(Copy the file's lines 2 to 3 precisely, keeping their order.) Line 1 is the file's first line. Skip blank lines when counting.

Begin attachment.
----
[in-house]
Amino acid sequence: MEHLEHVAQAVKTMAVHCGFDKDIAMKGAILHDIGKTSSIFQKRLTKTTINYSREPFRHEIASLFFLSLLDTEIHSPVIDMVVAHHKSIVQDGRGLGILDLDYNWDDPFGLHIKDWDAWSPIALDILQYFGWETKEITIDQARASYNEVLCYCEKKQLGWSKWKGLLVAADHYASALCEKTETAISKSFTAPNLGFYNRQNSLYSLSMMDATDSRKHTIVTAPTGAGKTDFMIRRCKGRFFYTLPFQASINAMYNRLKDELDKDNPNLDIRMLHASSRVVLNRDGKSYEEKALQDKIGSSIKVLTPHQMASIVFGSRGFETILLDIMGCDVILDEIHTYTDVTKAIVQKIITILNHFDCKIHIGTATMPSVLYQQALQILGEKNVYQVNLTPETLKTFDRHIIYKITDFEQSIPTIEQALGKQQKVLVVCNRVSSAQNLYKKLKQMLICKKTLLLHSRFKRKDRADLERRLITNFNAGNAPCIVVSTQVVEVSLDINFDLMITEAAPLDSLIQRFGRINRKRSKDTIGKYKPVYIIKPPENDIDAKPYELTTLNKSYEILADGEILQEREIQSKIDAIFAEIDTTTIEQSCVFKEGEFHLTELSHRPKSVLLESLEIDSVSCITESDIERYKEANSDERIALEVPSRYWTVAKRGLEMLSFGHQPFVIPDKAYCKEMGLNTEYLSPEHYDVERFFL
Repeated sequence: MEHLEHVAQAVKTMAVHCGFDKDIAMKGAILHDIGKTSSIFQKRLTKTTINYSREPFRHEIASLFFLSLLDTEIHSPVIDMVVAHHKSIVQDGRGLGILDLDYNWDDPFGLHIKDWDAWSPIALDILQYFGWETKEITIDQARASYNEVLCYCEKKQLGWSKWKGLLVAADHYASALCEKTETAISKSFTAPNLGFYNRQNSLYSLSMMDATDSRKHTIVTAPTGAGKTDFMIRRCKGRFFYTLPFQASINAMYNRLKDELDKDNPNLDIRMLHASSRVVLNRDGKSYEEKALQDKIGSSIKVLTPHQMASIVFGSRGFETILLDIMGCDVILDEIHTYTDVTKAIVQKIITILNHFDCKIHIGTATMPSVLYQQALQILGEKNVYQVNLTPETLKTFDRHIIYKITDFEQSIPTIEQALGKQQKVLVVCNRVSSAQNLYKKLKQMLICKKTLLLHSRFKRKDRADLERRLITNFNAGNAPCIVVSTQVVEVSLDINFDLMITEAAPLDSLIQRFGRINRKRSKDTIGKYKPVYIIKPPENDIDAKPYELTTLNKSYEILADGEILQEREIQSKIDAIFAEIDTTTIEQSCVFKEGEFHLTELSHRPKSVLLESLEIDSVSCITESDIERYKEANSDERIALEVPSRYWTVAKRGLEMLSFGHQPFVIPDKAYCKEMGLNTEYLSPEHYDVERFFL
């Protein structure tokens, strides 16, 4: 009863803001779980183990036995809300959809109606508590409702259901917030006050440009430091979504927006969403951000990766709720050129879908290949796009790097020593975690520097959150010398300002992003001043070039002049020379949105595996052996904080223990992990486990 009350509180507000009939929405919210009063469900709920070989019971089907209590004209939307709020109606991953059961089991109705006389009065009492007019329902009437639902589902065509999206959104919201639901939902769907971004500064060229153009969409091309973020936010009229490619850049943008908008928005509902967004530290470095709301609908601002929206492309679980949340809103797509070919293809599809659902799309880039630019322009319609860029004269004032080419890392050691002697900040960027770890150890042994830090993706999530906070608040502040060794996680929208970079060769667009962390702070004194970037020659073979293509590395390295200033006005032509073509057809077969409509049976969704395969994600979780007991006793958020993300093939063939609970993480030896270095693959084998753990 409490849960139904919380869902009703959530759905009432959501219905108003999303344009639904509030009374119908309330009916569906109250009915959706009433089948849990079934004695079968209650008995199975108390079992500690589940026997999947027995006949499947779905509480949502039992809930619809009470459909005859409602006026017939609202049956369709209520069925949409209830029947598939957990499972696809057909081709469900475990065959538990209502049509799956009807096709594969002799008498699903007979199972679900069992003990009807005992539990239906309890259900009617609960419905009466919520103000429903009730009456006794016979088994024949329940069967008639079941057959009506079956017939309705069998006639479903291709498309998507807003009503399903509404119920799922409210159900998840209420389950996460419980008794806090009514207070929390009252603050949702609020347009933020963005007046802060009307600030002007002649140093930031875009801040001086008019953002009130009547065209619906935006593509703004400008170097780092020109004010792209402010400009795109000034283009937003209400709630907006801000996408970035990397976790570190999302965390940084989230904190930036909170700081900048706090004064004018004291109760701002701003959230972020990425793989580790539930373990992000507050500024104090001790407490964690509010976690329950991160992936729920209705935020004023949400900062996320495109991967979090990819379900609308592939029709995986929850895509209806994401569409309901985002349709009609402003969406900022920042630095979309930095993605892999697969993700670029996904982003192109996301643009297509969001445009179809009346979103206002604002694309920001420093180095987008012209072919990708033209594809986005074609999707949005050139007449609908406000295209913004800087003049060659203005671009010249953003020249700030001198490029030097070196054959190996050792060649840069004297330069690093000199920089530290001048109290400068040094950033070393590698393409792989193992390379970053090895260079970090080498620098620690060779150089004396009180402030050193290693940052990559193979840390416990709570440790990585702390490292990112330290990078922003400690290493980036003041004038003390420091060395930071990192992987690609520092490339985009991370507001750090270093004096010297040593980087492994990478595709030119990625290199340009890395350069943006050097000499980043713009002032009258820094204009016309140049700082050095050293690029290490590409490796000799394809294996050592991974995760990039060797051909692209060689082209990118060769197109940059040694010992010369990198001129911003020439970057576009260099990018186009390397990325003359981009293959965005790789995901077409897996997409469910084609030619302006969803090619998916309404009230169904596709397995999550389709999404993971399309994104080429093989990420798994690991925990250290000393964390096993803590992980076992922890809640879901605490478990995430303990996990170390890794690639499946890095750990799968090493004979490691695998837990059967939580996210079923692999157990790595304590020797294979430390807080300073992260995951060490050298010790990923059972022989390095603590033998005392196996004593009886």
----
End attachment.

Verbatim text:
Amino acid sequence: MEHLEHVAQAVKTMAVHCGFDKDIAMKGAILHDIGKTSSIFQKRLTKTTINYSREPFRHEIASLFFLSLLDTEIHSPVIDMVVAHHKSIVQDGRGLGILDLDYNWDDPFGLHIKDWDAWSPIALDILQYFGWETKEITIDQARASYNEVLCYCEKKQLGWSKWKGLLVAADHYASALCEKTETAISKSFTAPNLGFYNRQNSLYSLSMMDATDSRKHTIVTAPTGAGKTDFMIRRCKGRFFYTLPFQASINAMYNRLKDELDKDNPNLDIRMLHASSRVVLNRDGKSYEEKALQDKIGSSIKVLTPHQMASIVFGSRGFETILLDIMGCDVILDEIHTYTDVTKAIVQKIITILNHFDCKIHIGTATMPSVLYQQALQILGEKNVYQVNLTPETLKTFDRHIIYKITDFEQSIPTIEQALGKQQKVLVVCNRVSSAQNLYKKLKQMLICKKTLLLHSRFKRKDRADLERRLITNFNAGNAPCIVVSTQVVEVSLDINFDLMITEAAPLDSLIQRFGRINRKRSKDTIGKYKPVYIIKPPENDIDAKPYELTTLNKSYEILADGEILQEREIQSKIDAIFAEIDTTTIEQSCVFKEGEFHLTELSHRPKSVLLESLEIDSVSCITESDIERYKEANSDERIALEVPSRYWTVAKRGLEMLSFGHQPFVIPDKAYCKEMGLNTEYLSPEHYDVERFFL
Repeated sequence: MEHLEHVAQAVKTMAVHCGFDKDIAMKGAILHDIGKTSSIFQKRLTKTTINYSREPFRHEIASLFFLSLLDTEIHSPVIDMVVAHHKSIVQDGRGLGILDLDYNWDDPFGLHIKDWDAWSPIALDILQYFGWETKEITIDQARASYNEVLCYCEKKQLGWSKWKGLLVAADHYASALCEKTETAISKSFTAPNLGFYNRQNSLYSLSMMDATDSRKHTIVTAPTGAGKTDFMIRRCKGRFFYTLPFQASINAMYNRLKDELDKDNPNLDIRMLHASSRVVLNRDGKSYEEKALQDKIGSSIKVLTPHQMASIVFGSRGFETILLDIMGCDVILDEIHTYTDVTKAIVQKIITILNHFDCKIHIGTATMPSVLYQQALQILGEKNVYQVNLTPETLKTFDRHIIYKITDFEQSIPTIEQALGKQQKVLVVCNRVSSAQNLYKKLKQMLICKKTLLLHSRFKRKDRADLERRLITNFNAGNAPCIVVSTQVVEVSLDINFDLMITEAAPLDSLIQRFGRINRKRSKDTIGKYKPVYIIKPPENDIDAKPYELTTLNKSYEILADGEILQEREIQSKIDAIFAEIDTTTIEQSCVFKEGEFHLTELSHRPKSVLLESLEIDSVSCITESDIERYKEANSDERIALEVPSRYWTVAKRGLEMLSFGHQPFVIPDKAYCKEMGLNTEYLSPEHYDVERFFL